Nobel Prize Prospects for Heidelberg Still Entirely Realistic

8 07 2008
Molecular biology essential for all life sciences – An interview with Thomas Holstein, dean of the University of Heidelberg’s Faculty of Biosciences – One of a series of interviews in the aftermath of the Initiative for Excellence – Faculty of Biosciences increasingly developing into a faculty of Centres
Professor Holstein, what impact have Heidelberg’s successes in the Initiative for Excellence had on the Faculty of Biosciences?

The Initiative has had major repercussions on our Faculty. In conjunction with the Faculty of Medicine and non-university partners (EMBL, the  Max Planck Institutes and the German Cancer Research Centre) we have been able to establish the first Cluster of Excellence at the University of Heidelberg. In this cluster called “Cellular Networks”, 15 of the 21 principal investigators are full or co-opted members of our Faculty. In addition, and again in cooperation with the Faculty of Medicine, we were successful with our proposal for the “Hartmut Hoffmann-Berling International Graduate School for Molecular and Cell Biology” (HBIGS). We were also crucially involved in two projects featured in the Institutional Strategy of the University, the strategic alliance between the Centre for Molecular Biology (ZMBH) and the German Cancer Research Centre (DKFZ) and the amalgamation of the Heidelberg Molecular Life Sciences (HMLS), an integrative structure encompassing all the life sciences located in Heidelberg, including non-university institutions. This is unique in Germany.

What are the important research fields?

They centre on molecular biology, which today permeates all the life sciences. In Heidelberg pioneering work has been done in this sector. At present the spectrum is broad, ranging from basic research to biotechnology. Alongside the more traditional subjects (botany, microbiology, pharmacy, zoology) our profile is geared primarily to superordinate research fields such as structural biology, cell biology, developmental and evolutionary biology, neurobiology, physiology, ecology, systems biology and biotechnology.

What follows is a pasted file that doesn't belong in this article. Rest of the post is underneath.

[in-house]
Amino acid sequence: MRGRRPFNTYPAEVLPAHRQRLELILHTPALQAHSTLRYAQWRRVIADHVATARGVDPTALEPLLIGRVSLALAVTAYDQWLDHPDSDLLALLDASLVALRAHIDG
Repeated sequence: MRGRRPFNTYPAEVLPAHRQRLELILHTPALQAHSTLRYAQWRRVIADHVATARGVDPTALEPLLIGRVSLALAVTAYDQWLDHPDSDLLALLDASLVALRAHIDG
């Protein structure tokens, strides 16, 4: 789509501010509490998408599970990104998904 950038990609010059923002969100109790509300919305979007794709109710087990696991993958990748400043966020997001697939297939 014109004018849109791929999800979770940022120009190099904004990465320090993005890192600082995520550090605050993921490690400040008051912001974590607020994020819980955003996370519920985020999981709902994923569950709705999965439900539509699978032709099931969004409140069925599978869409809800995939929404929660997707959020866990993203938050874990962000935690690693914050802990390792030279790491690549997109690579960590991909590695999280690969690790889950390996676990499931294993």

What part does the new Bioquant building play in all this?

For the first time, Bioquant has made it possible to combine mathematical and computational biology with more traditional issues in that field. Also, new technology platforms have been set up for things like structural biology (e.g. cryo-electronic microscopy) and high-resolution cell microscopy. Living systems produce vast amounts of data used for modelling. Accordingly, Bioquant is also important for systems biology in Heidelberg, which uses the enormous technological potential housed there to analyse molecular processes in the systemic context.

How many professors does the Faculty have and what institutions belong to it?

We have 36 professors, 22 of them active in the three traditional institutes of botany, zoology and pharmacology plus molecular biotechnology (IPMB). The other 14 professors work in central institutions of the University of Heidelberg like the Centre for Molecular Biology (ZMBH) or the Centre for Biochemistry (BZH). Then there are 20 further co-opted professors from other Faculties, a fact that highlights the interdisciplinary nature of the biosciences. This is also reflected in the formation of various Centres, within which the ZMBH is remarkable for its department structure.

How will this development continue?

We intend to continue with it systematically. At present, two new Centres are in the planning stage, one is the COS (Centre of Organismic Structures from Molecular to Living Systems) in partnership with EMBL, the other is a system of Centres in the field of pharmacy. All these Centres are rooted in the Faculties but they entertain research networks with other Faculties, thus making joint use of the highly modern infrastructure and generating very considerable potential. Here we see the Faculty of Biosciences developing in the direction of a faculty of Centres.